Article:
Falih: Saudi Arabia to cut December oil output by 500000 bpd

  • Falih: Saudi Arabia to cut December oil output by 500000 bpd

Falih: Saudi Arabia to cut December oil output by 500000 bpd

Now Saudi Arabia wants to act to prevent a further slide in prices which fell below $70 a barrel on Friday, and is leading discussions on cutting oil output next year, the sources said.

Khalid al-Falih told reporters that Saudi Aramco's customer crude oil nominations would fall by 500,000 bpd in December versus November due to seasonal lower demand.

Cailin Birch, analyst at the Economist Intelligence Unit, said a slowing oil demand is beginning to appear in China, the world's largest importer of crude oil.

Earlier this week, Iraq's Oil Minister Thamer Ghadhban said the country plans to increase its oil output and export capacity in 2019, with a focus on the southern oilfields, and is close to reaching a deal with global companies.

In his speech at the start of the meeting, Falih said the recent sharp drop in prices had "surprised us".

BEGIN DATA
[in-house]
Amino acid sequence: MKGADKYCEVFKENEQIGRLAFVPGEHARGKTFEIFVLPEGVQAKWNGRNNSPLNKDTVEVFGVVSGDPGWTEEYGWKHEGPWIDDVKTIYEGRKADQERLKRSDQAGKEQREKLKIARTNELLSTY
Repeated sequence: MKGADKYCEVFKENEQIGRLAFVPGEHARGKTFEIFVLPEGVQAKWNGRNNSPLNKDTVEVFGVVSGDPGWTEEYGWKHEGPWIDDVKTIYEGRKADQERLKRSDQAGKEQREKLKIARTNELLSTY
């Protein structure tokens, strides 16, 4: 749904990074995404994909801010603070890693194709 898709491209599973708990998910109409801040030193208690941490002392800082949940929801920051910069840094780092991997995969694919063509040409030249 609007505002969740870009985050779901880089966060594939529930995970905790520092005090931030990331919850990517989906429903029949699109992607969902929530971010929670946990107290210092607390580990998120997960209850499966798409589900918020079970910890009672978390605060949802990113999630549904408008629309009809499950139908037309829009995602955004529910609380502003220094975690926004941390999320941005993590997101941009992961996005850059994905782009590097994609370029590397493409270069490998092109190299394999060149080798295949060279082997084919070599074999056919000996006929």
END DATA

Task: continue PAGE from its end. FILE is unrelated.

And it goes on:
"Saudi Arabia has stepped in front of the oil market bears, proactively announcing they will reduce exports", said Stephen Innes, head of trading for Asia/Pacific at futures brokerage in Oanda in Singapore.

The OPEC+ Joint Technical Committee, which met for talks ahead of Sunday's meeting, has given a preliminary 104 percent compliance rate to its cuts deal in October, according to a delegate.

"Prices have been falling amid a continued rise in crude supplies from big producers, such as Saudi Arabia, Russia and the USA, more than compensating for lost Iranian barrels", Forex.com analyst Fawad Razaqzada told AFP before the meeting.

He said market sentiment had shifted from fears of shortages to worries about oversupply.

Suheil al-Mazrouei, energy minister of the host country UAE, hinted that producers are preparing to cut output.

A record influx of U.S. crude at 11.6 million bpd, outpacing Saudi Arabia's output of 10.7 million bpd and Russia's 11.4 million bpd, has sent prices tumbling down.

He also did not clarify whether the exemptions to production cuts extended to Iran in 2016 after its re-entry into the global oil markets, following the lifting of nuclear-related sanctions, would be extended this time after the imposition of United States sanctions.

He also attributed the sharp drop in prices to "microeconomic uncertainties", and signs of a build-up in crude inventories.

But producers eased output cuts in June after signs of a tighter market and higher prices, selling hundreds of thousands of extra barrels.